What the world in general and Americans in particular is to make of Trump’s victory speech is hard to tell. Is it possible that tapping into negativity and frustrations of the ‘have-nots’ in an increasingly divisive society was Donald Trump’s trump card that he may or may not use post the electoral victory and rather work towards building a unified America as he promised in his victory speech? Or it is also possible that the grace in Trump’s victory speech was in keeping with the propriety traditionally expected from a country’s president.

But the puzzling electoral season was not yet over for America. Hillary Clinton’s conceding speech the morning after election results, was much awaited. What people were not prepared for was the poise with which she asked her supporters to keep all differences aside and give Donald Trump a fair chance to govern the country.

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“Donald Trump is going to be our president. We owe him an open mind and the chance to lead. Our constitutional democracy enshrines the peaceful transfer of power and we don’t just respect that, we cherish it,” said Clinton. She did went on to add, perhaps as a reminder to Donald Trump and his supporters, that “the constitutional democracy also enshrines other things, the rule of law, the principle that we are all equal in rights and dignity, freedom of worship and expression. We respect and cherish these values too, and we must defend them.”

The grace with which Clinton urged her supporters to believe in a unified America and be open minded about Trump’s presidency comes in sharp contrast with her speeches earlier where she asked everyone to make sure that Donald Trump never becomes president because he would only be taking America down.

As composed and well balanced Clinton’s speech was, so was the speech of Barack Obama in the White House, where he promised to make sure that the differences between him and Trump do not come in the way of a peaceful transference of presidencies.

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“One thing you realise quickly into this job is that the presidency and the vice-presidency is bigger than any others. So I have instructed my team to follow the example that president Bush’s team set eight years ago, and work as hard as we can to make sure that this is a successful transition for the president elect,” said Obama.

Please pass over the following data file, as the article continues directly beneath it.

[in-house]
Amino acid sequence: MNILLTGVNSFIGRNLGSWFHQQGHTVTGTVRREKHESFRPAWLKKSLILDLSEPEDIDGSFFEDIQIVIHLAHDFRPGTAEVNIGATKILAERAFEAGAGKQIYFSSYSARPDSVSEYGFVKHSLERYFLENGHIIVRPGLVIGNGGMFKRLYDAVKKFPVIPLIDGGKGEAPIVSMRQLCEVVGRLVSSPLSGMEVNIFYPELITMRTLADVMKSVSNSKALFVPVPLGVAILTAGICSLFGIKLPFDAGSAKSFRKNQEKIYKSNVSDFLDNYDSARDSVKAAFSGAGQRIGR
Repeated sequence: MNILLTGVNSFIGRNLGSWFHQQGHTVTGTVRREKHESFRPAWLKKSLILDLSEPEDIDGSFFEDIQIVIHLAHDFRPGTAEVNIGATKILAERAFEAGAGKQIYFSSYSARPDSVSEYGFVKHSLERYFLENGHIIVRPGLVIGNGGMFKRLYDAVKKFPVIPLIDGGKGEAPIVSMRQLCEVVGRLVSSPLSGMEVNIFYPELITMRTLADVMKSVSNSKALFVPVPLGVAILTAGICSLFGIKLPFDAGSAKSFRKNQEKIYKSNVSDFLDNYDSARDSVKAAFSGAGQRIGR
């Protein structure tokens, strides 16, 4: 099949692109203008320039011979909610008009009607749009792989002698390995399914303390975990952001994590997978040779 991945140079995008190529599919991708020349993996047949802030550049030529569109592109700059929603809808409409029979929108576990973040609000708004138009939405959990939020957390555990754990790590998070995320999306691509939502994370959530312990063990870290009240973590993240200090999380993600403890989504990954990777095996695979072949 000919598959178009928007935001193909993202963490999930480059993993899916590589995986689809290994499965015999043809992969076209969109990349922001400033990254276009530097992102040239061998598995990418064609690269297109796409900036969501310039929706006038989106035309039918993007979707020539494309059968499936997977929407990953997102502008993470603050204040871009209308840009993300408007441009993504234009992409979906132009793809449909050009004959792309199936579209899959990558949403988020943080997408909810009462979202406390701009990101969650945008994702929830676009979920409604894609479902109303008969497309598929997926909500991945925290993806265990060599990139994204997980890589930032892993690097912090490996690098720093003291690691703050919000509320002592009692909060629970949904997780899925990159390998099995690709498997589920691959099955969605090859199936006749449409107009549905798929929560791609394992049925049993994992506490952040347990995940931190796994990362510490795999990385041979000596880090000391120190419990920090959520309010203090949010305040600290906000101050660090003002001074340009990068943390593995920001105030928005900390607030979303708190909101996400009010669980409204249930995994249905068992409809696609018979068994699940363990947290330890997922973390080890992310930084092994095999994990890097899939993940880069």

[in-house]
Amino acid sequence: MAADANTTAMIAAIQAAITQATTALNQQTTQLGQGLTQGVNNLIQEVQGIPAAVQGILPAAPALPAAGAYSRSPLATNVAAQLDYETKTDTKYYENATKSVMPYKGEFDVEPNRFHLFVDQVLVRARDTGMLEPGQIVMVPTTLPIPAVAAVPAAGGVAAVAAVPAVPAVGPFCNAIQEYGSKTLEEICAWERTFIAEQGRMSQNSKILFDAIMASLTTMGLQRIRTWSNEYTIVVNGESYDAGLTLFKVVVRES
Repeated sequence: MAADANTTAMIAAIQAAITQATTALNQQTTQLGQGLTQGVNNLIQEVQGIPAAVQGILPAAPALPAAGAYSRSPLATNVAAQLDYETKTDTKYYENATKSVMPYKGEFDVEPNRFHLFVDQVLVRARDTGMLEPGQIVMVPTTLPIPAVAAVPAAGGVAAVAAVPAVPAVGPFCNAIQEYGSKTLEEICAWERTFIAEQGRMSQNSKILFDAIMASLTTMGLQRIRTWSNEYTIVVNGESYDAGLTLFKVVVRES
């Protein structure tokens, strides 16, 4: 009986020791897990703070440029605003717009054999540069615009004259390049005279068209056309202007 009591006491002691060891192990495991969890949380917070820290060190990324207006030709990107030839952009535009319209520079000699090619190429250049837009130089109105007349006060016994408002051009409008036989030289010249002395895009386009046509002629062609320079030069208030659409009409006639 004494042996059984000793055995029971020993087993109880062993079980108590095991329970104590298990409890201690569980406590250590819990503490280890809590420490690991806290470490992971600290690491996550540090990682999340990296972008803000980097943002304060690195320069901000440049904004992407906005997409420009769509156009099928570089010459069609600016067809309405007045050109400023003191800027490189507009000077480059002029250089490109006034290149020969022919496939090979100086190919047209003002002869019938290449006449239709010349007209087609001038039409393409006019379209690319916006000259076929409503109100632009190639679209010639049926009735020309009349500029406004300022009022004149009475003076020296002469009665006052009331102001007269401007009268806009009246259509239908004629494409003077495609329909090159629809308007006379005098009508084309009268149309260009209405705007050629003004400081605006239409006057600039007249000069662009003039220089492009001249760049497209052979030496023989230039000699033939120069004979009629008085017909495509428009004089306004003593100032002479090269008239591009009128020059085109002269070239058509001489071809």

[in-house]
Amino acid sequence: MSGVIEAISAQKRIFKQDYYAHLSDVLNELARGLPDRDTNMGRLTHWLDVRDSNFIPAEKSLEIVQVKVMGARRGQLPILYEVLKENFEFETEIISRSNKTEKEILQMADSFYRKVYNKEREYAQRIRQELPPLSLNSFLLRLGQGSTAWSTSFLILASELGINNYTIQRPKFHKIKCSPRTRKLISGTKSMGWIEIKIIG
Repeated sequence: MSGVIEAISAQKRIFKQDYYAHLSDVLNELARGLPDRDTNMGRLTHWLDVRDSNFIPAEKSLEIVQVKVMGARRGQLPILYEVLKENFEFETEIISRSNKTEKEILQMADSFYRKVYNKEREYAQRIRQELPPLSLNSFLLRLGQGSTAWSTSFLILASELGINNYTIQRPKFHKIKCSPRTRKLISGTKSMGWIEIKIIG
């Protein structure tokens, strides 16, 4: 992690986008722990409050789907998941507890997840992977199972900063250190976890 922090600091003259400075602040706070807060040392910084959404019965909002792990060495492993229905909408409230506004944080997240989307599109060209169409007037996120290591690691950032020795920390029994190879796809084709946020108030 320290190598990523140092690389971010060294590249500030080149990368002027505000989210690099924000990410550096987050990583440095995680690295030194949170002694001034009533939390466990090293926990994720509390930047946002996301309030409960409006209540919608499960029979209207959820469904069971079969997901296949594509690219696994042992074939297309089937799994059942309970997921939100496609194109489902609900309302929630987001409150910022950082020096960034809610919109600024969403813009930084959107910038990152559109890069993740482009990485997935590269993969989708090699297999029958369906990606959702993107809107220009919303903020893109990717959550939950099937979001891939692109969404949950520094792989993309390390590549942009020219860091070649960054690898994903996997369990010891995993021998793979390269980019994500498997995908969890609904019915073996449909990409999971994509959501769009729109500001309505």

The theme of a unified America that ran through the speeches of Trump and Clinton, could be heard loud and clear in Obama’s speech as well.

“We are not Democrats first, we are not Republicans first, we are Americans first, we are patriots first. We all want what’s best for this country. That’s what I heard in Mr. Trump’s remarks last night. That’s that I heard when I spoke to him directly, and I was heartened by that. That’s what the country needs, a sense of unity, a sense of inclusion, respect for our institutions, our way of life, rule of law and respect for each other,” said Obama.

Obama’s words of feeling heartened by Trump’s speech comes just months after he called the candidate not qualified enough to be president of America.

The results of the US elections have surely left a large part of the globe feeling shocked and grievous, but there is a strong message that each of the three speeches of Trump, Clinton and Obama gives out and political leaders can learn from- that unity of the people comes above political differences. Keeping aside all differences and political vengeance, both the winning and the losing side have kept the interests of the people above everything else. Whether or not they stick to this spirit of unity, only time will tell.